The notion that a nation ought to employ confiscatory taxation in order to provide for all its citizens a benefit which most of them are quite capable of acquiring through their own devices seems to me contrary to one of the core values which informed the creation of the United States.
That value being that the freedom of the individual must prevail — and in particular the freedom to parlay your skills and determination into the sort of life which fulfills your dreams, only without having to worry overmuch that a political party with majority power will brand your dreams as a trifle too ambitious.
And yet I can’t ignore that America’s tentative attempts to meld private and socialized medical care have produced a dish deficient in basic nutrition, and with a bitter flavor besides.
Nor can I blithely accept that swapping the current dog’s breakfast for a government-run single-payer system, a move that many liberals advocate, would automatically add the Scandinavian suffix “son” to all Americans’ surnames.
I have a great faith in the ability of my fellow citizens to devise clever solutions to our most vexing problems; and I see no reason to believe that cutting the cost of health care, while simultaneously insuring the millions of Americans who go without, is a conundrum that exceeds our collective talent.
At the very least I’d like to see us have a go at it.
If it’s a boondoggle we can always change our minds, after all.
I wouldn’t be shocked if we botched the attempt.
Like those conservatives who decry a single-payer system as the death knell of the American way, I am leery of turning over a significant chunk of the country’s economy to the federal government.
But then I remind myself that every month I turn over a decent sum to a private company in the hopes that I won’t be made destitute should I hack off my thumb while chopping kindling with a dull hatchet.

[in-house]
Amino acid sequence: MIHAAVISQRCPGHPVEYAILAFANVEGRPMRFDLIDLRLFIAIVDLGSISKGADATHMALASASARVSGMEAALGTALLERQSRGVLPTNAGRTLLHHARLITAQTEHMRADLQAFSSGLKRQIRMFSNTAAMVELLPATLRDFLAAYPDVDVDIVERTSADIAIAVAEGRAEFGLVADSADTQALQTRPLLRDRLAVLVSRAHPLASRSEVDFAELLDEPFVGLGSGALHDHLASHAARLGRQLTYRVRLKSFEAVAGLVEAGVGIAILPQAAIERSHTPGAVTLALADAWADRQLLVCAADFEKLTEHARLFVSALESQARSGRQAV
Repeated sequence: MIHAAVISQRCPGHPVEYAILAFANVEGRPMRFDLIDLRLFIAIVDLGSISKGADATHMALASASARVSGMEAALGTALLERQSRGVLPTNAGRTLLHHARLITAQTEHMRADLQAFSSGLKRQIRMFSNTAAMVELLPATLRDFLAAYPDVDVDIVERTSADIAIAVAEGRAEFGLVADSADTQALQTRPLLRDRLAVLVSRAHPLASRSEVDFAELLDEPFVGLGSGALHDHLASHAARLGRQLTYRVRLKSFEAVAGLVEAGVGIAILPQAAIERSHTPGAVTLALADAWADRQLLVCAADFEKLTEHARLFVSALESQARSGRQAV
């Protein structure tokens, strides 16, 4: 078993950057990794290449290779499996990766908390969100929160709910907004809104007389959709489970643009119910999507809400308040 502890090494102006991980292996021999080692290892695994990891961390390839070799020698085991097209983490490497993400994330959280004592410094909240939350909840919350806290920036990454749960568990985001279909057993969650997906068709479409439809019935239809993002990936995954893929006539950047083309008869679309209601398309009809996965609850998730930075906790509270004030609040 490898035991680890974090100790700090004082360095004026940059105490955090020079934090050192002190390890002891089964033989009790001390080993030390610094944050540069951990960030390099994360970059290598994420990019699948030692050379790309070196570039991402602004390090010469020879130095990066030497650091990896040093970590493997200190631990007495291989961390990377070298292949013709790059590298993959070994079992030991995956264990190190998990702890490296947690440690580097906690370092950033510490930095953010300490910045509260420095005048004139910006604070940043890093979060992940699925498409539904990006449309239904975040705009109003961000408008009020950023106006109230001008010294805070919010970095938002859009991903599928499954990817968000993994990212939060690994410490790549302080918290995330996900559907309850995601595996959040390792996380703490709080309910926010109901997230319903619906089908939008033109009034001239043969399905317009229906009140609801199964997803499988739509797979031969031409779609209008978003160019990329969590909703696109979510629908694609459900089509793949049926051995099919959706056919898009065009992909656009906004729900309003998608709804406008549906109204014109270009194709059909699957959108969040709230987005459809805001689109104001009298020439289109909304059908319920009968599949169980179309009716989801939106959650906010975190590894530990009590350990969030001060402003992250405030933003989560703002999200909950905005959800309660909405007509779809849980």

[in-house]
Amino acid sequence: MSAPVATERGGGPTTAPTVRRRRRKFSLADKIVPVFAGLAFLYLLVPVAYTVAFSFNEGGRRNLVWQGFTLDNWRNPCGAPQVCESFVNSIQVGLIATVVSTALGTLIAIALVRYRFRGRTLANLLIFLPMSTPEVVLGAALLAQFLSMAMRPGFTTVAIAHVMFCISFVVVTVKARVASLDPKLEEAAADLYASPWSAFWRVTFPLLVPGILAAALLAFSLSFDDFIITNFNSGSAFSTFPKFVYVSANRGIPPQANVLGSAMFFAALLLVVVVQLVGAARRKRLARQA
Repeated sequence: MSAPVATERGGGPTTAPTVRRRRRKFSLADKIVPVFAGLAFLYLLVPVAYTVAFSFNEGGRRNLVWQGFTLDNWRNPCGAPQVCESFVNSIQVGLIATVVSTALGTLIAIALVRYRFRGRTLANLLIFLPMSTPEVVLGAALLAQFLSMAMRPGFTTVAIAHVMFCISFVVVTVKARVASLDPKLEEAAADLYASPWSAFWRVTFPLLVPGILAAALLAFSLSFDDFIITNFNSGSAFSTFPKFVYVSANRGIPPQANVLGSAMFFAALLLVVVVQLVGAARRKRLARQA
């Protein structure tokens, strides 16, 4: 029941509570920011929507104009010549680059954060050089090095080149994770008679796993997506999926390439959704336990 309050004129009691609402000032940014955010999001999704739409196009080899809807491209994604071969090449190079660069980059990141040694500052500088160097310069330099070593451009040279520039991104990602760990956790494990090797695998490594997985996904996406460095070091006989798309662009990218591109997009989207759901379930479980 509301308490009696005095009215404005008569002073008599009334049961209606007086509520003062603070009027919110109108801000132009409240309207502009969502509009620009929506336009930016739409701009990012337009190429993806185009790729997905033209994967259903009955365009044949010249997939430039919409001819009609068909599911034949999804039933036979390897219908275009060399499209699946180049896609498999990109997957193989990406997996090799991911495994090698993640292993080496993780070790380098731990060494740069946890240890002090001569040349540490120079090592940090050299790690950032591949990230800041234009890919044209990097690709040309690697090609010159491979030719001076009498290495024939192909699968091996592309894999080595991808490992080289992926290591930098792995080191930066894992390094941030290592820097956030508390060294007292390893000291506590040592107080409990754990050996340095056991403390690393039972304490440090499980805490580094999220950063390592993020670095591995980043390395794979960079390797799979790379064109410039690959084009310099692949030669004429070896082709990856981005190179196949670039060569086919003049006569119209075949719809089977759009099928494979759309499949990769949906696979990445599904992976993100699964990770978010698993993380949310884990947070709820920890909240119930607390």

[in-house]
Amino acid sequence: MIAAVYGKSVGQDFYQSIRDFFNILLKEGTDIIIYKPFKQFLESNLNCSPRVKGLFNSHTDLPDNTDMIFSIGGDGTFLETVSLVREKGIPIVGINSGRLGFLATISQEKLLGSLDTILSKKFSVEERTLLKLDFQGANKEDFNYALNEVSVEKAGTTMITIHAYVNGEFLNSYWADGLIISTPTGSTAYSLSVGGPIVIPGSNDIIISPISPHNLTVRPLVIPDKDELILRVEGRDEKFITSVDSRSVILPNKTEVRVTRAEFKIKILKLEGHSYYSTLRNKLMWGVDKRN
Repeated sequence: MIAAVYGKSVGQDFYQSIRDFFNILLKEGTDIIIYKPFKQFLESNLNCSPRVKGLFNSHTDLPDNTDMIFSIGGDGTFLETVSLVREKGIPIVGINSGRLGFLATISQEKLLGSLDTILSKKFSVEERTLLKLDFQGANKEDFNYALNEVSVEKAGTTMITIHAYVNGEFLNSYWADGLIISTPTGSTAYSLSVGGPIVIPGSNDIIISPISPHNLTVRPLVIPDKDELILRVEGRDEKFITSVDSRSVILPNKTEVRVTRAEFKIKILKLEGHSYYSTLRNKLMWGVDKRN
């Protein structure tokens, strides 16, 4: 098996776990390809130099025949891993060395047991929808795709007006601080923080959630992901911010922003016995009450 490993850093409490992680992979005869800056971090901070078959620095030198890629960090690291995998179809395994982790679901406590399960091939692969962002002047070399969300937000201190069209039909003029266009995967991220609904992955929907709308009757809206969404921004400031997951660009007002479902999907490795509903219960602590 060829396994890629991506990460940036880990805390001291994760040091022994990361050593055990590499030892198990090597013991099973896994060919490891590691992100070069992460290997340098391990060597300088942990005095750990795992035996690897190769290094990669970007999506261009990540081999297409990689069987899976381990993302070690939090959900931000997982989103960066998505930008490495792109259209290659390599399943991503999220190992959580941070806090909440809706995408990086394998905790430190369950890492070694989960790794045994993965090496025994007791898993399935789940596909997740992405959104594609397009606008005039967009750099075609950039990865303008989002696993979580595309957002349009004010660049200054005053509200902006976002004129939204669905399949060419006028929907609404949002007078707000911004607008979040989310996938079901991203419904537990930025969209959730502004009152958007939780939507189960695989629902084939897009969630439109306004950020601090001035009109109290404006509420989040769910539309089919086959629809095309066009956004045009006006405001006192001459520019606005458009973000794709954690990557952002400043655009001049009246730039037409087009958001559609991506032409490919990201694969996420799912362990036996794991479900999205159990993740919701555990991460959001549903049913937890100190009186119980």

(Which I very nearly did recently in a moment of stupidity which was noteworthy even by my lofty standards.)
This sum has shown no sign that it’s likely to shrink, even as its purchasing power continues to dwindle.
(And I still have the hatchet.)
All of which leaves me stuck in the same old quandary.
I’d hate to see my beloved country abandon its principles.
Yet I refuse to concede that America is incapable of conceiving a system that insures all of its citizens but doesn’t manipulate the tax code so that rock stars and Hollywood actors move all their bank accounts to the Cayman Islands.
Surely we can fix our healthcare system without wrecking everything else.
The Germans started universal coverage barely a decade after they got around to creating a country.
Yet it is also home to the company that makes the Porsche 911 Turbo.
There’s no chance that a decadent, mired-in-a-socialistic-morass country could ever assemble such a machine as that.
The 911 Turbo oozes capitalism. And it’s the brand of capitalism that once defined America — brash without apology, and a prodigious consumer of natural resources.
The thing goes 195 mph.
And it has seats for just four people — two of whom better not be any larger than a typical 10-year-old.
If Germany can manage to produce universal health care and the 911 Turbo, then by God, so can America.
Have you checked the specs on the U.S.-built Chevrolet Corvette ZR1?
And as I recall, General Motors recently had some help from the federal government.
Jayson Jacoby is editor of the Baker City Herald.